Support For Law Admissions Test Grows

Thursday, 17 February 2011

Interest from UK universities in the National Admissions Test for Law (LNAT) is growing, with the University of Manchester's Law School becoming the latest to join. 

The consortium which runs the LNAT has seen interest from UK university law schools increase two-fold in the past 12 months. The increase in interest has been largely attributed to the rising demand for undergraduate places.

Dinah Crystal OBE, Director of External Relations and Clinical Legal Education for the University of Manchester, said: "There is a great demand for places on our undergraduate law courses so we need to make sure that places are being offered to the best candidates.

"We believe the LNAT will give us a medium to look at and beyond A Level results and identify students with raw talent, regardless of their educational or social background. 

"It will also give candidates a valuable opportunity to show off their abilities and flair for the study of law, and we look forward to implementing the LNAT as part of our admissions procedures for the 2012 academic year."

The LNAT is a computer-based test which measures the verbal reasoning skills required to study and practise law including: comprehension, interpretation, analysis, synthesis, and deduction. 

It is used alongside standard methods of selection such as A Level (or equivalent) results, university applications and admissions interviews, to give a more accurate and rounded impression of the student's abilities.

Dr Liora Lazarus, Chair of LNAT and Fellow at St Anne's College, Oxford, said: "For heavily subscribed courses like undergraduate law it's almost impossible for admissions tutors to pick the best candidates using A Level predicted results and UCAS applications alone".  

"Admissions tests, meanwhile, can be a very valuable evaluation tool as they can demonstrate a candidate's aptitude and skills rather than simply their knowledge, something which is especially useful with borderline cases and with widening participation".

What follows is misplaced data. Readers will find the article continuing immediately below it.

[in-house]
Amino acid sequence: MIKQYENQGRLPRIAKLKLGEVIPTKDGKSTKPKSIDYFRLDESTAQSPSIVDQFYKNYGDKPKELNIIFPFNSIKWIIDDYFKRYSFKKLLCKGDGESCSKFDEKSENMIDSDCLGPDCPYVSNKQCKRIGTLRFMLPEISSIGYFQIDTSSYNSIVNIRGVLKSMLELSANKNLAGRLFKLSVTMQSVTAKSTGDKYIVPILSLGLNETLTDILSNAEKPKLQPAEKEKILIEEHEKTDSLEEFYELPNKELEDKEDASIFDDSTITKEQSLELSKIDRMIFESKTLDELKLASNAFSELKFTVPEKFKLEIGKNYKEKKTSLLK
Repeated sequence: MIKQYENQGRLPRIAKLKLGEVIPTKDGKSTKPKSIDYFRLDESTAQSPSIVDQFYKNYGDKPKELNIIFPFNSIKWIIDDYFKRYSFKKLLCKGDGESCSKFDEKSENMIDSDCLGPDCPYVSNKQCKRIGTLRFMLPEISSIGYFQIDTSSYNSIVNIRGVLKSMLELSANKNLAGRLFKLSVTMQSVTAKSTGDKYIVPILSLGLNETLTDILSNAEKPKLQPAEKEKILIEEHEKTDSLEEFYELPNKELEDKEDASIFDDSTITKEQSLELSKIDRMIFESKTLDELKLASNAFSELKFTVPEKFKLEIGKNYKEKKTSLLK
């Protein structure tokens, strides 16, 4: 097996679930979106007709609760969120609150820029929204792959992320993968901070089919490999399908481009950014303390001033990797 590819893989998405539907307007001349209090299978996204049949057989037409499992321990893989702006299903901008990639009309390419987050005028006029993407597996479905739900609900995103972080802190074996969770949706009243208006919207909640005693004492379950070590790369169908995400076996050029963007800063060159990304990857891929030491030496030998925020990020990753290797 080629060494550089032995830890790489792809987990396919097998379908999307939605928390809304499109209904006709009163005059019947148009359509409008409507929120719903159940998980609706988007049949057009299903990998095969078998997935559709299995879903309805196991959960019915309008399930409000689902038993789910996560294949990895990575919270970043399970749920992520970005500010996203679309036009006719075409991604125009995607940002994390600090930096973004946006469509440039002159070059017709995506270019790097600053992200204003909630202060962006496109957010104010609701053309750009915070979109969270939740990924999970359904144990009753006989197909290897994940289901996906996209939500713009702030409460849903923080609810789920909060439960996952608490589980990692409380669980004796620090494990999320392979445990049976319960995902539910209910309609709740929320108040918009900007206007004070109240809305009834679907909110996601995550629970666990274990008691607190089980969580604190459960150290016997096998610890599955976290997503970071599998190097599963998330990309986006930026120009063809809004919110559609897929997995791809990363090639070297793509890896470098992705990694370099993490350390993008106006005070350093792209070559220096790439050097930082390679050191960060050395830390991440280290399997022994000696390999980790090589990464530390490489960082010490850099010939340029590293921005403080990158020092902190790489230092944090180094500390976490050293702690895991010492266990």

Recent research conducted by the National Foundation for Educational Research (NFER) has identified a correlation between LNAT result and academic achievement. It also suggested that the new longer test format - introduced for the 2011/2012 academic year - will give the LNAT's most accurate indication yet of the level of students' future academic achievement in law.

The growing interest isn't limited to UK universities, however. The LNAT consortium has also seen an increasing number of enquiries from overseas universities, with Spanish-based IE University and National University of Ireland, Maynooth's law schools also signing up.

The LNAT test was developed in 2004 to help a group of universities to differentiate undergraduate law study applications, and is now sat by more than 7,000 students each year.

 

ENDS

 

 

Editors Notes:  In the 2009-2010 academic year more than 7,000 people from the UK and overseas sat the National Admissions Test for Law (LNAT). 

 

The test assesses candidates' analytical and reasoning skills, their ability to construct a logical argument, their command of written English, inductive and deductive skills, and their comprehension and interpretation skills.

 

The LNAT does not replace A levels or their global equivalent but is used in conjunction with formal qualifications, university application form, the candidate's personal statement and, in some cases, performance at interview. Each LNAT university uses candidates' scores differently to suit its own admissions policy.

The LNAT was developed by Pearson VUE, the world's leading test and assessment company, on behalf of LNAT Consortium Ltd to measure a student's aptitude for studying law, rather than their knowledge of law or any other subject.

The LNAT Consortium Ltd was founded in 2004 to run the LNAT, and more generally to improve the process of university admissions in law.  The members of the company, who also nominate its board of directors, are seven of the Universities that use the LNAT as part of their law admissions process. They are the Universities of Birmingham, Bristol, Durham, Nottingham and Oxford, together with King's College London and University College London. Other Universities, including the University of Manchester and National University of Ireland, Maynooth, have adopted the LNAT as customers of LNAT Consortium Ltd.

 

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